Pipe Systems, Sizing and Types
In situ pipe repair techniques can be used on a wide range of small-diameter pipes: compressed air and gas systems, HVAC systems, chemical supply lines, potable water pipes, sea-water cooling systems, storm drains and sanitary sewer lines. The idea is to strengthen and protect pipe walls from within without creating obstructions while minimizing repair costs and reducing system down time. Almost any pipe material can receive these treatments, including PVC, cast iron galvanized steel, copper and even concrete in some cases.
The piping systems with drains and cleanouts, such as gravity-flow sanitary sewer lines or roof drains and pressurized piping systems, are the two categories of piping systems where these repair techniques can be used.
With the exception that only specific epoxy coating types are compatible with NSF/ANSI Standard 61, approved for use in potable water pipes, cured-in-place epoxy coatings and epoxy-coated structural liners can be used on either piping system (those with drains or pressurized).
The technology can be applied in pipe systems that range from 1/2″ to 12″ in diameter. Structural liners can be placed in 3/4″ through 12″ diameter pipes. PES Solutions epoxy coatings can be installed in 1/2″ through 12″ diameter pipes and are used almost exclusively in 1/2″ to 2″ diameter pipes.
Figuring out the extent of the repairs required is the first step, regardless of the type of pipe system. If necessary, systems can be bypassed with temporary piping and can then be shut down, cleaned and inspected.
Cleaning and Inspection
Hot, clean, compressed air is run through the pipe network for pressurized pipe systems. The beginning air temperature at the compressor is around 130 degrees but usually decreases 85-90 degrees by the end of the pipe run. A dry garnet rock abrasive is then added to the compressed air flow and the abrasive and debris is captured by a cyclonic vacuum collector. For better adhesion of the epoxy resins, the abrasive additive provides an anchor tooth (close to 6 mils) throughout the pipe’s interior surface.
Existing drain lines and cleanouts are taken advantage of for drain pipe systems, providing convenient access points for cleaning tools, so there is no need to dig or create holes for access points. Cleanouts can be installed in a pipe run where they don’t already exist to better facilitate access for cleaning. Depending on the type of pipe and severity of buildup within, cleaning is accomplished with pneumatic tools or by hydro-jetting. Depending on the system conditions, different cleaning heads can also be placed on the cleaning tools.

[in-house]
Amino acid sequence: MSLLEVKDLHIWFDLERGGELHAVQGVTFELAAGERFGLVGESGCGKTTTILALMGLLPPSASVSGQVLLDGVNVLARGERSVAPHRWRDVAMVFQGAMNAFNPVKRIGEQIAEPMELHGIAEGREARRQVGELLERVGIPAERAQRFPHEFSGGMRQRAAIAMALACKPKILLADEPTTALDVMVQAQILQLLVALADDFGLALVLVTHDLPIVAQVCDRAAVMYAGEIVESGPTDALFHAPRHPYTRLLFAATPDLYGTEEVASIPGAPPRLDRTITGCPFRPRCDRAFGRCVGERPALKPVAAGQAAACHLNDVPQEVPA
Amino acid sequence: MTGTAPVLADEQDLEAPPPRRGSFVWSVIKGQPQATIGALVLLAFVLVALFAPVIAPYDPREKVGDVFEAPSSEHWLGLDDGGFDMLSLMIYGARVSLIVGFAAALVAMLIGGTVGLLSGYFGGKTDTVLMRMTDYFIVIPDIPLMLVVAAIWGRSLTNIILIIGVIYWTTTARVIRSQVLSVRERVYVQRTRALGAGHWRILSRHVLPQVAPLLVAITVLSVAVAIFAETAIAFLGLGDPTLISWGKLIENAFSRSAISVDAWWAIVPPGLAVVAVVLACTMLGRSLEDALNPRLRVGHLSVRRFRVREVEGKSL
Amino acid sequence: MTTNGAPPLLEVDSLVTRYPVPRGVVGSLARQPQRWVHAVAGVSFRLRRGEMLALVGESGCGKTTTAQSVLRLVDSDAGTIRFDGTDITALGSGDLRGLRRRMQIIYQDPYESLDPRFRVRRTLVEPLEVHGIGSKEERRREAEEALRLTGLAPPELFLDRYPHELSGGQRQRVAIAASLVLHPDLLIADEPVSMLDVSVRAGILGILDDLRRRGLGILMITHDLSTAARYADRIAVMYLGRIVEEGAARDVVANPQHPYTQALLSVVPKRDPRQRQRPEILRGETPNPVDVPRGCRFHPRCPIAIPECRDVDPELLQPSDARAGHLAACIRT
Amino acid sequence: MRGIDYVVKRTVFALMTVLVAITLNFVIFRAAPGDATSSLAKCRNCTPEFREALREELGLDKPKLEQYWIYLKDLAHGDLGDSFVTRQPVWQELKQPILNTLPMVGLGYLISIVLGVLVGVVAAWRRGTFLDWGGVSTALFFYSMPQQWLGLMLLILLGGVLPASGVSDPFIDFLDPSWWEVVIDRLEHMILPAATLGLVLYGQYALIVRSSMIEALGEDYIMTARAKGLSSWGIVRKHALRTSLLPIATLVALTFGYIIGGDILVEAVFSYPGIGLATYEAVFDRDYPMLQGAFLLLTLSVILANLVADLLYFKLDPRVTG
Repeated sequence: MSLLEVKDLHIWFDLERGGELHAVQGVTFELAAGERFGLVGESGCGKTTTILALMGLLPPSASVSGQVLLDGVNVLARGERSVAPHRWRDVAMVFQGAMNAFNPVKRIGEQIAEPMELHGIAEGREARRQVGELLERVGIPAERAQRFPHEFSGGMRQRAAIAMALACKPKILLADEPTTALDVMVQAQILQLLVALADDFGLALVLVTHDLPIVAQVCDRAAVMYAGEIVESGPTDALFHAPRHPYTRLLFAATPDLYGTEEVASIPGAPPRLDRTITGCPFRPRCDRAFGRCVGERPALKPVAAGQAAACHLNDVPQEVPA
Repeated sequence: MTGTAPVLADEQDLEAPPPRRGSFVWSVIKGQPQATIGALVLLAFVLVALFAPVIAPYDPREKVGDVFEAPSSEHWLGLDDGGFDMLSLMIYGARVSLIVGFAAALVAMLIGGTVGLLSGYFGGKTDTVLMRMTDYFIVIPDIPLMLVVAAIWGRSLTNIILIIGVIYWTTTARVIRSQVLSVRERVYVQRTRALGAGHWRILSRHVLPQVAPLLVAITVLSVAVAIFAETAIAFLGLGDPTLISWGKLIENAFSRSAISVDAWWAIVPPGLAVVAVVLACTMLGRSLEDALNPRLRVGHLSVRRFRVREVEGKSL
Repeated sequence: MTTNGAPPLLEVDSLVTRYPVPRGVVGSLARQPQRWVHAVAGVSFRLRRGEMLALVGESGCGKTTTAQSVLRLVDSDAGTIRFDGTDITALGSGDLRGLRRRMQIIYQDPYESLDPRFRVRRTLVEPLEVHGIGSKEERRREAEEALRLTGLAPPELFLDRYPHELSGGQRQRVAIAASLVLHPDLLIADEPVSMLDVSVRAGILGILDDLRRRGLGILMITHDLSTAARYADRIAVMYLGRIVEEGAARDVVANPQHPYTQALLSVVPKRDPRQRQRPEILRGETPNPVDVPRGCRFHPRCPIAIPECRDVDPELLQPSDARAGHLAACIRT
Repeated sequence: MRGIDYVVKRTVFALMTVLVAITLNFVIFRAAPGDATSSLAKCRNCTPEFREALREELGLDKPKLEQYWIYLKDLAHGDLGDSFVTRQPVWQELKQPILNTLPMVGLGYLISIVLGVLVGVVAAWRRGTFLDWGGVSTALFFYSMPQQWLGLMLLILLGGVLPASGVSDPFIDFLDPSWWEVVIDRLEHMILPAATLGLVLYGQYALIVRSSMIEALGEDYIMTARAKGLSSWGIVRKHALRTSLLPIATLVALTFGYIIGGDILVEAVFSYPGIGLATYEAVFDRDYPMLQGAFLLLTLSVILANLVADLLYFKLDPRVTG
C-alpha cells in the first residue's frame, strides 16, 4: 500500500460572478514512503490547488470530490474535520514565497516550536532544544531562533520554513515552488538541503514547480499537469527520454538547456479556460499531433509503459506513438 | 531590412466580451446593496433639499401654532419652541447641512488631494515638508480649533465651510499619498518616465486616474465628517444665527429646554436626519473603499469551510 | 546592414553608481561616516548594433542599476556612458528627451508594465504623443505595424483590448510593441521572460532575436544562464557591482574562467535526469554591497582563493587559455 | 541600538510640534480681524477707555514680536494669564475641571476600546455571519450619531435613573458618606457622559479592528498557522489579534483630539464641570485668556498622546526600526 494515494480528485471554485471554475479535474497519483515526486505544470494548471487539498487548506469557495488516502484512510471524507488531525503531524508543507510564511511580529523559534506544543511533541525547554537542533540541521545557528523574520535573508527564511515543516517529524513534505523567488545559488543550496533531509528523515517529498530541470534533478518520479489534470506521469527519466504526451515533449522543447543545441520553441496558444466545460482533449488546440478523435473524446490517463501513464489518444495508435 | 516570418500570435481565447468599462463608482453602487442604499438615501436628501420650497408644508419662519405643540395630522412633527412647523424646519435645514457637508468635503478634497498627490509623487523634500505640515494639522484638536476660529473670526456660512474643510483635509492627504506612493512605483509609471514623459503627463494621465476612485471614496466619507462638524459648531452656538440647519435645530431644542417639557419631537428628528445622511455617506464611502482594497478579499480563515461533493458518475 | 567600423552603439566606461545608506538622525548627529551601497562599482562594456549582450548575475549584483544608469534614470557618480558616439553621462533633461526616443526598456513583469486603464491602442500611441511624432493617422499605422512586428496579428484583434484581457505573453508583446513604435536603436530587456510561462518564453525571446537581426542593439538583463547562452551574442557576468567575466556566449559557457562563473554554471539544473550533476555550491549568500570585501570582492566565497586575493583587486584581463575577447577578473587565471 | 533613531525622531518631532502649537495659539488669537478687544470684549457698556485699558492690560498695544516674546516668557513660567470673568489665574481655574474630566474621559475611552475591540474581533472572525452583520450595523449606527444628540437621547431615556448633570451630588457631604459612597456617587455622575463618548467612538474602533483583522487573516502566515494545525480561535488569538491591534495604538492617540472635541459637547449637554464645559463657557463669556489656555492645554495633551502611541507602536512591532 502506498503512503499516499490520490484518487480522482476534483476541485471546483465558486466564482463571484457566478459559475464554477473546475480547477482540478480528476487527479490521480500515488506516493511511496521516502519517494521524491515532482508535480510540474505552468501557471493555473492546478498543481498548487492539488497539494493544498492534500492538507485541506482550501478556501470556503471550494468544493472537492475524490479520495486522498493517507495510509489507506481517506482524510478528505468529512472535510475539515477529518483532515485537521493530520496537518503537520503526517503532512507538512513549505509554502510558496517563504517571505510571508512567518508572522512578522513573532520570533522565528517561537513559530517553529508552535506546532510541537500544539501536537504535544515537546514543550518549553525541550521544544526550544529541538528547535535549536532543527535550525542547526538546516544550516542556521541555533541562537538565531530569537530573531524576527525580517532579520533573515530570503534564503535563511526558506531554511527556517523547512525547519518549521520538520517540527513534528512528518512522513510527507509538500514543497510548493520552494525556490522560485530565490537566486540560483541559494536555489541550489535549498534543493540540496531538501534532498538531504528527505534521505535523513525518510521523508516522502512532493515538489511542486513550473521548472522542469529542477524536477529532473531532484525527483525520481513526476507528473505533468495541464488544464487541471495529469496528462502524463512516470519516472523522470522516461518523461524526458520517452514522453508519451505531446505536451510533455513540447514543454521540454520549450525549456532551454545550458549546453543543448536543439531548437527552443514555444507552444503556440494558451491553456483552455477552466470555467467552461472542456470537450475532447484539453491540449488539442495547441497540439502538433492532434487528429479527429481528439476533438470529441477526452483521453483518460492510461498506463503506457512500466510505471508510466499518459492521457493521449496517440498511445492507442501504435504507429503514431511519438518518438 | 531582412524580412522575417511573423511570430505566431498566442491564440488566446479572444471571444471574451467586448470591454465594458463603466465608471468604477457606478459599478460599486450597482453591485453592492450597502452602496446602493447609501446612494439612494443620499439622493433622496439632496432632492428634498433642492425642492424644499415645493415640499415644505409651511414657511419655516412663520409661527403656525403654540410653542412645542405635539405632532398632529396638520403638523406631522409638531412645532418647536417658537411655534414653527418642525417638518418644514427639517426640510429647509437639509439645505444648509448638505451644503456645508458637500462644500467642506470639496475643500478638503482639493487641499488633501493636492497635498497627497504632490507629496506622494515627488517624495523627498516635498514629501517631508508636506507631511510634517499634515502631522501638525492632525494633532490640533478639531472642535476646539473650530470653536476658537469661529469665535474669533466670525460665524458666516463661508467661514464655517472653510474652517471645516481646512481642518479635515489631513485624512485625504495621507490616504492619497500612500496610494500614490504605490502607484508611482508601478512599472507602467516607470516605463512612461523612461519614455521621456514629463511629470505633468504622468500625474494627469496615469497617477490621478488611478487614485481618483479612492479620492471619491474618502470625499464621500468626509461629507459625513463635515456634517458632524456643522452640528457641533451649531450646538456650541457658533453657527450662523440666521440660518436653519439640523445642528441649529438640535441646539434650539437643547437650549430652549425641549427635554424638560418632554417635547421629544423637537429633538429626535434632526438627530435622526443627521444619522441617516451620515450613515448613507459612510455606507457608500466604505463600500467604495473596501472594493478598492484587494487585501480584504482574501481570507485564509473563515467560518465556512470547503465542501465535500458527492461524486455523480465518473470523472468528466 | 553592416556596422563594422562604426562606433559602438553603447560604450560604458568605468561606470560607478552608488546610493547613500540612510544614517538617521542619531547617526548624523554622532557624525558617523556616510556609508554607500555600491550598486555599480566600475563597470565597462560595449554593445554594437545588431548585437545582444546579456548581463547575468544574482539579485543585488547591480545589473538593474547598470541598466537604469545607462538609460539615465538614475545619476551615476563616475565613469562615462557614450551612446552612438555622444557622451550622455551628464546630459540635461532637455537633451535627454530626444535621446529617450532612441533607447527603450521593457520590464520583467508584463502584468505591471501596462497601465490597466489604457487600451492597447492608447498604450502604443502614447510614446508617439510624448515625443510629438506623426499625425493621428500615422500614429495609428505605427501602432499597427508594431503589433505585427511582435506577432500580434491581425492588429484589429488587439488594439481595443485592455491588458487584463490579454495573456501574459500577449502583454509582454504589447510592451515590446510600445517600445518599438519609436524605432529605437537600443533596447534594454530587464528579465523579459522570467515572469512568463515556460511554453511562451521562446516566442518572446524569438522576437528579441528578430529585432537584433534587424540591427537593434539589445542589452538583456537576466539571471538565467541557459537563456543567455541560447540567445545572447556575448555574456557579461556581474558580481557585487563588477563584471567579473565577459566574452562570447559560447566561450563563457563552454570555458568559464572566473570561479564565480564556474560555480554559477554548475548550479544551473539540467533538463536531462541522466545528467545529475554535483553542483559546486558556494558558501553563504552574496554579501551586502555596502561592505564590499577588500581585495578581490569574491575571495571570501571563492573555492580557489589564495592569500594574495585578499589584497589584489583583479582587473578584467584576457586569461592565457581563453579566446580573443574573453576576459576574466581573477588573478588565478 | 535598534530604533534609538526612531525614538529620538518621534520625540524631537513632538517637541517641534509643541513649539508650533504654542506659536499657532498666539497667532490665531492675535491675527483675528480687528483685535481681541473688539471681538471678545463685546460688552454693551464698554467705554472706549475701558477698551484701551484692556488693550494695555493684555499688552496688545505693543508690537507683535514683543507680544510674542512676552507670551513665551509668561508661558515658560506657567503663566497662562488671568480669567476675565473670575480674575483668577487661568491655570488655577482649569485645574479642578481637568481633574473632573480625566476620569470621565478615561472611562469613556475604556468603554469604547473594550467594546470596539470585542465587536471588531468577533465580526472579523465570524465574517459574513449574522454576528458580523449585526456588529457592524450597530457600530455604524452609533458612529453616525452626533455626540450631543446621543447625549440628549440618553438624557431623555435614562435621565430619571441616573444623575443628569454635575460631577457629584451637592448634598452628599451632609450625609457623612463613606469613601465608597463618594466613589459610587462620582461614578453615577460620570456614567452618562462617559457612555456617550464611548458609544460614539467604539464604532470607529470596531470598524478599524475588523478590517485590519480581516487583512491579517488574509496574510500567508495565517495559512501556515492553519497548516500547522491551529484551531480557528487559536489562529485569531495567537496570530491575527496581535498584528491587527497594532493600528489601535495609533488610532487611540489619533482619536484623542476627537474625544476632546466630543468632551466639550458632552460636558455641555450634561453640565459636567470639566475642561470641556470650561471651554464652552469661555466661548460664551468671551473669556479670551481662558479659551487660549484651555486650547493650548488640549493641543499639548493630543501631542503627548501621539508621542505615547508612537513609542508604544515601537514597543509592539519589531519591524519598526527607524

Common issues discovered during inspection and assessments include pinhole leaks, breaks, corrosion, pitting, and buildup, the extent and location of which will determine the best repair method — a coating or a liner. Specific types of pipe systems will have commonly noted issues. For instance, galvanized steel potable water piping (popular in the 1950s and ’60s) is more likely to encounter interior buildup of metals that have precipitated out of solution — calcium and iron being the biggest buildup contributors. Copper water pipes are less likely to encounter interior buildup but commonly experience pinhole leaks.
Repairs with Cured-in-Place Epoxy Coatings
Epoxy coating repairs are more common when there’s no structural concerns noted within the pipe. The amount of epoxy coating material necessary is determined by a formula, which is the factors that determine the amount of coating material to apply are viscosity, pipe diameter and length of pipe run. Different epoxy coating products are offered for the various types of pipes and applications. The epoxy is applied throughout the interior diameter of the pipe network. The final target coating thickness is approximately 10 mils.
Repairs with Structural Pipe Liners
Drain pipe systems are repaired with structural liners. These liners cover the commonly found large breaks and holes in the failing drain pipes. Types of structural liners can vary, but some basic ideas apply. A fabric sock (felt is the the typical material), based on the type and condition of the pipe interior, is positioned inside a pipe length. For each individual application, the appropriate types and quantities of epoxy resins to coat the sock are calculated. The fabric sock is inflated with a pneumatic bladder that positions the fabric in place. This is even the case for pipes with non-circular cross-sections as well. The sock is then saturated with epoxy resins that cure and dry. Usually, the curing process takes about 4-5 hours before the pipe system is ready to use again.
Before, Cleaned and Lined
Not only do in situ linings provide time and cost benefits, they also provide benefits to facility managers and building owners to include the quieter, less intrusive workmanship that these methods allow. Contact PES Solutions for more information about in situ linings with the link below!